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Neon Tommy - Annenberg digital news

Ras Rojah Brings "Life of Marley" Show to USC

Vanessa Okoth-Obbo |
January 30, 2015 | 1:44 a.m. PST

Staff Reporter
The crowd files into the Ray Stark Family Theatre for the "Life of Marley Show" (Vanessa Okoth-Obbo/Neon Tommy)
The crowd files into the Ray Stark Family Theatre for the "Life of Marley Show" (Vanessa Okoth-Obbo/Neon Tommy)
On Thursday night, reggae legend Bob Marley was reincarnated on the USC campus when Roger Steffens brought his “Life of Marley” show to the School of Cinematic Arts. Alongside his wife Mary, Steffens delivers his multimedia presentation to audiences around the world. While each performance is unique, this one was a particularly special experience as it was held just over a week before what would have been Bob Marley’s 70th birthday. It was also the only show that Steffens will do in his hometown of Los Angeles to mark the occasion.
Dressed in a purple blazer accented with a Kente scarf and a Marley-printed tie, Steffens looked the part of a reggae sage. While waiting for guests to file into the Ray Stark Family Theatre, he paced the front of the room chatting with the early-birds. Bursts of green, gold and red, the colors of the Rastafarian movement, could be seen throughout the Ray Stark Family Theatre as it filled with people. The audience was made up of music lovers, curious observers and several of Steffens’ friends that came to show support - all of which contributed to the good energy that lasted throughout the show.
Standing before a slideshow of performance and candid stills (many of which he took himself), Steffens told tales of Marley’s life from his birth, to his rough days as an abandoned child on the streets of Kingston, Jamaica through to his international success. He revisited Marley’s quasi-disastrous visit to Gabon, during which his band was put on a flight and asked to leave the country, only to be deplaned when people took to the streets in protest; they wanted to see their idol perform. He also shared prescient stories of the first time Marley injured the foot in which doctors would later discover the melanoma that claimed his life, as well as the fact that Marley predicted his own death at the age of 36.
Interspersed between these anecdotes were video clips and excerpts of rare concert footage, all rolled out on cue by Mary, who co-curates the show to whom he referred lovingly several times during the show.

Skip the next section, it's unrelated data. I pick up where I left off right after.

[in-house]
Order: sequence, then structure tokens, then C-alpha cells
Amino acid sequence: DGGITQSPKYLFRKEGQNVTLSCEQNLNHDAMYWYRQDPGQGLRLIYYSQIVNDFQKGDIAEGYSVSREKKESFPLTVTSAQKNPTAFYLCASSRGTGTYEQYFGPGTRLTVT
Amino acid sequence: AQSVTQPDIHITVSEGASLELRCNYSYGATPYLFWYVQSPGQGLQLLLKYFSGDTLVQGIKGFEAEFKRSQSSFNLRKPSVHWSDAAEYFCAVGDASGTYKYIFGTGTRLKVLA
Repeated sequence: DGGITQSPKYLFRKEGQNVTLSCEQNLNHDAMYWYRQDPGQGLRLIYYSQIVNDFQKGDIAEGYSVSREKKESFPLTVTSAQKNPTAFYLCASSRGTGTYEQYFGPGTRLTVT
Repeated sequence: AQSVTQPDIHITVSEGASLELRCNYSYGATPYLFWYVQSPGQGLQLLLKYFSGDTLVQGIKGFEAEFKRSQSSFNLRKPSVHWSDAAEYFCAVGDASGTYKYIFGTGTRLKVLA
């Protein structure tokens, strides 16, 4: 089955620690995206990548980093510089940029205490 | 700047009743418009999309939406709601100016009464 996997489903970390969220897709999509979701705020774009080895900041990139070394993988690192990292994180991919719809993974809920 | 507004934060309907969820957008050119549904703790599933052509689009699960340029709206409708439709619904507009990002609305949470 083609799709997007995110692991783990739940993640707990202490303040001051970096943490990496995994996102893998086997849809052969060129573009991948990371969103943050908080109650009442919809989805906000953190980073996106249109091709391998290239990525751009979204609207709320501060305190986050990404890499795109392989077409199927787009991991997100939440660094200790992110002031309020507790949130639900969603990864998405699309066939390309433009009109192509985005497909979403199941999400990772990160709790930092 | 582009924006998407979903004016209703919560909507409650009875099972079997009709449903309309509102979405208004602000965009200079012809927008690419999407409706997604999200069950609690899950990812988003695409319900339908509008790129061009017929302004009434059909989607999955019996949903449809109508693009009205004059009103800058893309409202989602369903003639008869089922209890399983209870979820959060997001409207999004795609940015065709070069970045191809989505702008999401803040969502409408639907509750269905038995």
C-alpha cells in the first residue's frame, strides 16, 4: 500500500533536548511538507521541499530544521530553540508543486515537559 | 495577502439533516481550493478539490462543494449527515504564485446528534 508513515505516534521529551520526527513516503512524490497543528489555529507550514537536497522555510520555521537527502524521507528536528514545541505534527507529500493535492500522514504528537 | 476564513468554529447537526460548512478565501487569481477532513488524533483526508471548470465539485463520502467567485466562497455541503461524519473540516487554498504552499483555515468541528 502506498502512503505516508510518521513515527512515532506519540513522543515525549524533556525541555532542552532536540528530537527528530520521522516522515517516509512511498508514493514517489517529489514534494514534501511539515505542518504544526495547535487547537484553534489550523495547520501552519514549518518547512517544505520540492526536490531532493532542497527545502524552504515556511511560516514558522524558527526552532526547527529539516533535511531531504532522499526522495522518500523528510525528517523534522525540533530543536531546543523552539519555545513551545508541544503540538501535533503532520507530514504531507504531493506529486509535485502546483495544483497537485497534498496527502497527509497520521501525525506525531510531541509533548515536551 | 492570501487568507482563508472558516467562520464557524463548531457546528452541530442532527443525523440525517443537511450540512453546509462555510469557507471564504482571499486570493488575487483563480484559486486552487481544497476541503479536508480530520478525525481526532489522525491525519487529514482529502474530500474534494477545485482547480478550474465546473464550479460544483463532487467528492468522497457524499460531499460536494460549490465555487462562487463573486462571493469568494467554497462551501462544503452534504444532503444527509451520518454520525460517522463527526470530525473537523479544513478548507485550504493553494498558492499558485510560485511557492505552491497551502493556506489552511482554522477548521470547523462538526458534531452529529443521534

Known as Ras Rojah by some, Steffens has worked as a reggae DJ and historian since he discovered the music in the early 70s. Having interviewed, photographed and even performed with many of the greats, his nickname is a play on the name Ras Tafari, and perhaps a nod to his god-like knowledge of the genre.
Steffens is a diligent Marley scholar and prolific reggae archivist with over 300,000 items of memorabilia that take up seven rooms in his L.A. home. During Thursday's two-hour show, he entertained the packed theatre with previously unseen footage and extensive facts about Bob Marley from memory. This is understandable, as Steffens has been spreading the positive vibes for over three decades.
Roger Steffens and his wife Mary, curators of the show (Vanessa Okoth-Obbo/Neon Tommy)
Roger Steffens and his wife Mary, curators of the show (Vanessa Okoth-Obbo/Neon Tommy)
“In 1984 I was invited to the National Video Festival at the American Film Institute. They wanted me to show my collection of unreleased footage to illustrate how collectors keep obscure things alive that the mainstream ignores,” Steffens explained.
“I got a great review and I started getting requests from colleges to do shows for them, then I started getting requests from nightclubs.”
That began a series of performances that he has delivered at least 500 times by his estimation, in places as diverse as the Smithsonian Museum, Auckland, New Zealand and at the bottom of the Grand Canyon for a group of Havasupai Indians, who believe that Bob Marley was a reincarnation of one of their gods.
Steffens met Bob Marley, interviewed and photographed him several times, the impact of which transformed the show from an educational lecture to a personal experience.